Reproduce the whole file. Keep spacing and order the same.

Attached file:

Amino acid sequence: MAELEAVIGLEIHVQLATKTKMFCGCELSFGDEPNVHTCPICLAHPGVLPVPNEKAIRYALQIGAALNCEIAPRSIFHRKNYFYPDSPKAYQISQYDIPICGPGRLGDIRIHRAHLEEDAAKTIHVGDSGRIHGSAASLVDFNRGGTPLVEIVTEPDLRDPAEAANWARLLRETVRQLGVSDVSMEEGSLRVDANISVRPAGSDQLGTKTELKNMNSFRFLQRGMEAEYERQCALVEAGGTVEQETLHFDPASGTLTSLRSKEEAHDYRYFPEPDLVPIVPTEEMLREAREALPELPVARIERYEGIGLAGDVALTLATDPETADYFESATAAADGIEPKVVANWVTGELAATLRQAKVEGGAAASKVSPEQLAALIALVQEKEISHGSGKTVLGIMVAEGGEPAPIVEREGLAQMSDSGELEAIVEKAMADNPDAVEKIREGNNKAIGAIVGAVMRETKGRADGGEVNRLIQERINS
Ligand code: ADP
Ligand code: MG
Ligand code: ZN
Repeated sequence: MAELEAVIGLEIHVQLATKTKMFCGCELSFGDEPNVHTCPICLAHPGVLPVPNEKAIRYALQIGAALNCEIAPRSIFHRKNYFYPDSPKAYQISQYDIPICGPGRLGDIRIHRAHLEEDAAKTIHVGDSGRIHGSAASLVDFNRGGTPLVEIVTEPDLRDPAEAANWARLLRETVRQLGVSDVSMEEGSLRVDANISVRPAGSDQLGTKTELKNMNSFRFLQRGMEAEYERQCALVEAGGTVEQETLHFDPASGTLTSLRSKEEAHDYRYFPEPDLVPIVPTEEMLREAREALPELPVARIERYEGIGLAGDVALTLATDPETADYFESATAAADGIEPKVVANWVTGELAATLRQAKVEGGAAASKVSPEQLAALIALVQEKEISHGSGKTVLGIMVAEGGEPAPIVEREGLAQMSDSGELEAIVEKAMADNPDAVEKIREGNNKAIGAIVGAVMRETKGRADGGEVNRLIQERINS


Amino acid sequence: MAELEAVIGLEIHVQLATKTKMFCGCELSFGDEPNVHTCPICLAHPGVLPVPNEKAIRYALQIGAALNCEIAPRSIFHRKNYFYPDSPKAYQISQYDIPICGPGRLGDIRIHRAHLEEDAAKTIHVGDSGRIHGSAASLVDFNRGGTPLVEIVTEPDLRDPAEAANWARLLRETVRQLGVSDVSMEEGSLRVDANISVRPAGSDQLGTKTELKNMNSFRFLQRGMEAEYERQCALVEAGGTVEQETLHFDPASGTLTSLRSKEEAHDYRYFPEPDLVPIVPTEEMLREAREALPELPVARIERYEGIGLAGDVALTLATDPETADYFESATAAADGIEPKVVANWVTGELAATLRQAKVEGGAAASKVSPEQLAALIALVQEKEISHGSGKTVLGIMVAEGGEPAPIVEREGLAQMSDSGELEAIVEKAMADNPDAVEKIREGNNKAIGAIVGAVMRETKGRADGGEVNRLIQERINS
Ligand code: ADP
Ligand code: MG
Ligand code: ZN
Repeated sequence: MAELEAVIGLEIHVQLATKTKMFCGCELSFGDEPNVHTCPICLAHPGVLPVPNEKAIRYALQIGAALNCEIAPRSIFHRKNYFYPDSPKAYQISQYDIPICGPGRLGDIRIHRAHLEEDAAKTIHVGDSGRIHGSAASLVDFNRGGTPLVEIVTEPDLRDPAEAANWARLLRETVRQLGVSDVSMEEGSLRVDANISVRPAGSDQLGTKTELKNMNSFRFLQRGMEAEYERQCALVEAGGTVEQETLHFDPASGTLTSLRSKEEAHDYRYFPEPDLVPIVPTEEMLREAREALPELPVARIERYEGIGLAGDVALTLATDPETADYFESATAAADGIEPKVVANWVTGELAATLRQAKVEGGAAASKVSPEQLAALIALVQEKEISHGSGKTVLGIMVAEGGEPAPIVEREGLAQMSDSGELEAIVEKAMADNPDAVEKIREGNNKAIGAIVGAVMRETKGRADGGEVNRLIQERINS